For the first time, Mexico's teachers are required to be evaluated by a body independent of the teachers' union and can be fired if they fail that evaluation. Mexico's teachers' union is not happy about this.
So thousands of angry teachers are skipping class and instead taking to the streets. The protests have been going on since last week, when tens of thousands of teachers, some armed with Molotov cocktails, marched in Guerrero's capital. The strike has left 42,000 children without class.
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Some parents are setting up their own classes instead. "We have teachers that come to school just two days to avoid having their wages stopped, and then go on strike again," Saúl Castro, the father of three children and head of the state parents association, told the Wall Street Journal.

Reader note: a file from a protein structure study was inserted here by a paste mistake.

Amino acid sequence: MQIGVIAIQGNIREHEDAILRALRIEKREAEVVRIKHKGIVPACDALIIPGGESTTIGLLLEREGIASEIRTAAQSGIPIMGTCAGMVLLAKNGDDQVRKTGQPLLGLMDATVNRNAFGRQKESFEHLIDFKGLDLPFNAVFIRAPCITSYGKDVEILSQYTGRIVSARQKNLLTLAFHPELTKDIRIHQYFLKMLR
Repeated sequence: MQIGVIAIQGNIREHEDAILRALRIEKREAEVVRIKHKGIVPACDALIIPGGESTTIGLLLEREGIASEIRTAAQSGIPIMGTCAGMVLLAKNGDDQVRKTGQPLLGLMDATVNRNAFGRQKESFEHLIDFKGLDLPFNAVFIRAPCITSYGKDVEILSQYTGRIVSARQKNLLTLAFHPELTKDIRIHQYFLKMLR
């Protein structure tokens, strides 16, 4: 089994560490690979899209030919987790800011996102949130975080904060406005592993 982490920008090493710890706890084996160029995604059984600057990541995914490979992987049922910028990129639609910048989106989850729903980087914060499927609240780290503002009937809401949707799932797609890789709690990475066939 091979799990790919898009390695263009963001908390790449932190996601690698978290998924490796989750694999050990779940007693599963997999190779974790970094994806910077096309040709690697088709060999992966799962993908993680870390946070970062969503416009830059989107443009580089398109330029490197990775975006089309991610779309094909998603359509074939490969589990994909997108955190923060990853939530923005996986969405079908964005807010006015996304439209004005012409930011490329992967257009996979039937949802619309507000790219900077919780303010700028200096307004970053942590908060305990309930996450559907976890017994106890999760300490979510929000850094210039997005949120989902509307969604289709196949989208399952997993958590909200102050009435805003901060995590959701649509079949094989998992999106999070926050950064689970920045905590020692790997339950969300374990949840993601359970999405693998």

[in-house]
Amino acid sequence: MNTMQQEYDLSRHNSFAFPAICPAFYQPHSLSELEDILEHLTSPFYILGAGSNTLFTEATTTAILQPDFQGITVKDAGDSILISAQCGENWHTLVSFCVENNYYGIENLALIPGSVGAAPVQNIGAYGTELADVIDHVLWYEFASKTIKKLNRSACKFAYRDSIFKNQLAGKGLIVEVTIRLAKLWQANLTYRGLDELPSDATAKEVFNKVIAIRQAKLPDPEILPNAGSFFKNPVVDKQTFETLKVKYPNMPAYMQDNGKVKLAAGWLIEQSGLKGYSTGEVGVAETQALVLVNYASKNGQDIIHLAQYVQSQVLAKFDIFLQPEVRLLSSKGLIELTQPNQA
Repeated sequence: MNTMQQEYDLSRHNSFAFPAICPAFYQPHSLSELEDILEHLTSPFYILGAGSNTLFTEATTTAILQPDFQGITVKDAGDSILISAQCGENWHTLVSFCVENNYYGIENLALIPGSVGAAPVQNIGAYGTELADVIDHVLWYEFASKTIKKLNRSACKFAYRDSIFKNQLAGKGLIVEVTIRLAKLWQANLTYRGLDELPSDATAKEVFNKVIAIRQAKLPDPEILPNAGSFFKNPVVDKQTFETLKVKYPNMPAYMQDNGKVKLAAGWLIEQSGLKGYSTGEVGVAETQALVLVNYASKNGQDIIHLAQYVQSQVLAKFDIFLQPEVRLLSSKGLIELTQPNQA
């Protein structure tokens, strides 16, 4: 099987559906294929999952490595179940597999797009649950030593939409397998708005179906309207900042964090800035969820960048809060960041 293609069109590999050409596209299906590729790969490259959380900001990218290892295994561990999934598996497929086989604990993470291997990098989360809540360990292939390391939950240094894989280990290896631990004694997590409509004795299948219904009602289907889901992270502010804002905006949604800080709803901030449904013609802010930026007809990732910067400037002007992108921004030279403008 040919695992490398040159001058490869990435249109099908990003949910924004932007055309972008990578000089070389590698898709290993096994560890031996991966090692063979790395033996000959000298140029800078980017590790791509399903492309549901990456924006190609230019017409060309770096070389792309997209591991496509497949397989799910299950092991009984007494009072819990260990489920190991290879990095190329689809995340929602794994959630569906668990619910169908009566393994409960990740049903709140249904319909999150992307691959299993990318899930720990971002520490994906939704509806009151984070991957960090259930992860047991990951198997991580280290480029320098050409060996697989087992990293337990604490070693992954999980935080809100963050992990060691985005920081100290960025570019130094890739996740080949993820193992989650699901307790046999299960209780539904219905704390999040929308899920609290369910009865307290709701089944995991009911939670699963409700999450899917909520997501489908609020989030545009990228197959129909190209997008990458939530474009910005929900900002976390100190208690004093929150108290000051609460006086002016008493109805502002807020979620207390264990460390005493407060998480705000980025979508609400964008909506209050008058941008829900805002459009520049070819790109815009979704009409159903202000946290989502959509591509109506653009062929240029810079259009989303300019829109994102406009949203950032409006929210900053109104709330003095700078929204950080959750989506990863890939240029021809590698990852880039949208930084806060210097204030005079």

The protests come after Mexican President Enrique Peña Nieto signed into law sweeping education reforms this February. Around that same time, Elba Esther Gordillo, the head of Mexico's powerful teachers' union, was arrested on charges of embezzling $200 million.
Until the evaluation plan was put into law, the careers of Mexico’s teachers "had little to do with performance," the New York Times writes, "and a lot to do with politics and compliance with directives from the teachers’ union."
The latest protests, however, appear to be freezing any progress on the national reform program, the Associated Press reported last week.